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Is the Justice System Protecting Young Women?

On January 3, 2022 an Illinois judge reversed his own decision to convict an adolescent accused of raping a 16-year-old girl, stating 148 days in custody in county jail was “plenty of punishment.” Judge Robert Adrian said that it would not be right to sentence the accused 18-year-old, Drew Clinton, to prison for sexually assaulting Cameron Vaughan during a graduation party in May 2021. The magistrate remarked: “By law, the court is supposed to sentence this young man to the Department of Corrections. This court will not do that. That is not just.” Thus, Cameron has come forward with her story and identified herself as the victim, and stated that Judge Adrian’s decision has undermined her fight for justice. 


Instead of carrying out the minimum four-year sentence for rape after Mr. Clinton was found guilty in an October bench trial, Judge Adrian held that the prosecutors had failed to prove their case, thus freeing him from custody. The judge added at the hearing, “There is no way for what happened in this case that this teenager should go to the Department of Corrections. I will not do that.” With this decision, the teenager cannot be charged again under the protections of the  Fifth Amendment. 


Cameron Vaughan said in a statement that Judge Adrian “is not suited to do his job” and that “his decision is unexplainable.” The victim also described the attack to WGEM-TV in Illinois and said: “I woke up at my friend’s place with a pillow over my face so I couldn’t be heard and Drew Clinton inside of me.” She added: “I asked him to stop multiple times and he wouldn’t. I finally got off the couch and pushed him off of me and he jumped up and just started playing video games as if nothing had happened.” 


During the trial, the judge blamed Vaughan’s parents for the events at the party and insinuated that sexual assault was to be expected when parents host “parties for teenagers, and they allow coeds and female people to swim in their underwear in their swimming pool.” Therefore, Judge Adrian’s reversal has left Vaughan’s community devastated and indignant. 


Cameron further told WGEM: “He made it seem like I fought for nothing, and that I put my word out there for no reason. I immediately had to leave the courtroom and go to the  bathroom. I was crying.”


Upon reading Judge Adrian’s reversal, I was saddened and frustrated to see how Clinton was unjustly freed from custody and held unaccountable for his heinous actions. I believe the judge's decision to reverse his prior conviction demonstrated to Vaughan, and all young American girls, that their stories are insignificant. That their trauma, truth and bravery to come forward are insignificant matters. His reversal further demonstrates how misogyny and sexism remain dominant forces in our society today, and thus subjugate women to systemic oppression, marginalization and inferiority.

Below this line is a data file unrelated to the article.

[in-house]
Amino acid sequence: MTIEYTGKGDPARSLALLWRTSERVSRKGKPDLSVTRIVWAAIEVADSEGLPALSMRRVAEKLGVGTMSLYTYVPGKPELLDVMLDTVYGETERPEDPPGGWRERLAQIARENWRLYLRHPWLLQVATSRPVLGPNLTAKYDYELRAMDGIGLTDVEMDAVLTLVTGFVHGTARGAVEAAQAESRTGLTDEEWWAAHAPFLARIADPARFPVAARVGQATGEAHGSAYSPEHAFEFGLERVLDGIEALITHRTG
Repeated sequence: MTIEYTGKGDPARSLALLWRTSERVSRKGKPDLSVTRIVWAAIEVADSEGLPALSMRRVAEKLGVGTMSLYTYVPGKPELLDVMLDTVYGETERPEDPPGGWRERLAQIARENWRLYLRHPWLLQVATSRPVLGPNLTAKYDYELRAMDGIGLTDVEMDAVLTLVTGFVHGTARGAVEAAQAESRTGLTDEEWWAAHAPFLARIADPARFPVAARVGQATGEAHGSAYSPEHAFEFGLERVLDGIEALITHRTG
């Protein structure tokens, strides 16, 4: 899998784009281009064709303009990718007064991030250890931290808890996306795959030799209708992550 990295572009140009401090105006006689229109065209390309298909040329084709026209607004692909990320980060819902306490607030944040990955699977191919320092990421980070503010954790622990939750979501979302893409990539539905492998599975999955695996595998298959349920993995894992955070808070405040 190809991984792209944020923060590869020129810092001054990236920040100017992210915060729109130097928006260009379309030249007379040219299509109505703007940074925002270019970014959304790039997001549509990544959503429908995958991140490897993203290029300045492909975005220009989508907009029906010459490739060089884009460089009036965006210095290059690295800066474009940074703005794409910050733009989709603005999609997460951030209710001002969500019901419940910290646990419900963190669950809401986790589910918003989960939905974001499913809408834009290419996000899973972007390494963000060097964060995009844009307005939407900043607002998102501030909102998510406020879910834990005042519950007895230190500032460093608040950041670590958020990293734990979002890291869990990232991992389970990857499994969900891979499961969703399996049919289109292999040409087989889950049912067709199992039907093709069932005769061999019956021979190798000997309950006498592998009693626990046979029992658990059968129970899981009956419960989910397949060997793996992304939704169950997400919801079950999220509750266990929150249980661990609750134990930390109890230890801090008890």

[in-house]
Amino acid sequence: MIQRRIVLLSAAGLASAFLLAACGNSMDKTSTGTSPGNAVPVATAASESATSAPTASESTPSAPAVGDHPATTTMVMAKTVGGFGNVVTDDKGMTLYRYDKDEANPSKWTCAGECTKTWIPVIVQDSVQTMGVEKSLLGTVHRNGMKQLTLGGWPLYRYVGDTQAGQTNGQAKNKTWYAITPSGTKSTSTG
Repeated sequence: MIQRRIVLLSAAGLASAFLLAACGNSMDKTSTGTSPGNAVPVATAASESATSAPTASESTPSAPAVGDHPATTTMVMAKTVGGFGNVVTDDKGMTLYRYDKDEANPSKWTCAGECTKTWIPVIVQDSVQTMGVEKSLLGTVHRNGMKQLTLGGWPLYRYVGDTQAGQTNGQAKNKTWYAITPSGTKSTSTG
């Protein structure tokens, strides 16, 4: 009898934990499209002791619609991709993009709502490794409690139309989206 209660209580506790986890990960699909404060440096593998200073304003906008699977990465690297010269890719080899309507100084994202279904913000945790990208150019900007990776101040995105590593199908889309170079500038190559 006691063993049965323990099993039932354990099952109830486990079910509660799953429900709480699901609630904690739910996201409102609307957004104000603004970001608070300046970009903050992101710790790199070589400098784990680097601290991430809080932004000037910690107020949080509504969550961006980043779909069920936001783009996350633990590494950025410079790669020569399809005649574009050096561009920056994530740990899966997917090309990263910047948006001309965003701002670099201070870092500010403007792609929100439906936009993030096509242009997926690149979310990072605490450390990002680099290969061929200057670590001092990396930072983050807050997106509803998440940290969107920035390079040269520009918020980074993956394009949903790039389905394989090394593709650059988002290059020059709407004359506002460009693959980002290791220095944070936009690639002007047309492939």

Vaughan wrote on Facebook that what Judge Adrian did was even worse than what Clinton had done. She stated: “Judge Adrian basically said it was me and my parents fault that drew raped me. [He] took his side on everything. The the DNA evidence, him admitting to it, and all the proof yet drew Clinton is free. He is a walking rapist let free because of judge Adrian.”


Cameron’s father, Scott Vaughan, said his daughter has been devastated from the assault and felt heartbroken by the judge’s shocking decision. He said to WGEM: “She was a cross-country runner, she ran track, she was an honor roll student. Now she’s lucky to carry a C average and she’s dropped out of all sports.” Hence, not only has the judge’s decision invalidated Cameron’s sexual assault, but it has also enabled victim-blaming and rape culture. I believe it is important for individuals to realize that victim-blaming causes survivors to feel unsafe, hinders the process of healing, and damages survivors’ self-esteem. Therefore, it is imperative that we put an end to victim-blaming and rape culture, and educate ourselves on the importance of consent.


Judge Adrian’s decision has proven that legal consequences for rape are unnecessary and that sexual assault cases are unworthy of correction and justice. However, Cameron has said that while Clinton has been freed, she did not want other victims to be discouraged from coming forward. She said in a statement: “It’s scary to come out and talk about this, especially when a judge make[s] this kind of decision.”


“What happened to me isn’t something that happens, and we have to keep fighting for justice.” 


In agreement with Cameron’s statements, I believe rape survivors must continue to use their voices and fiercely denounce injustice. We cannot allow the justice system to continue to  fail young women and future generations to come. We must correct sexual assault, stand by our brave survivors, and emphasize the important of consent.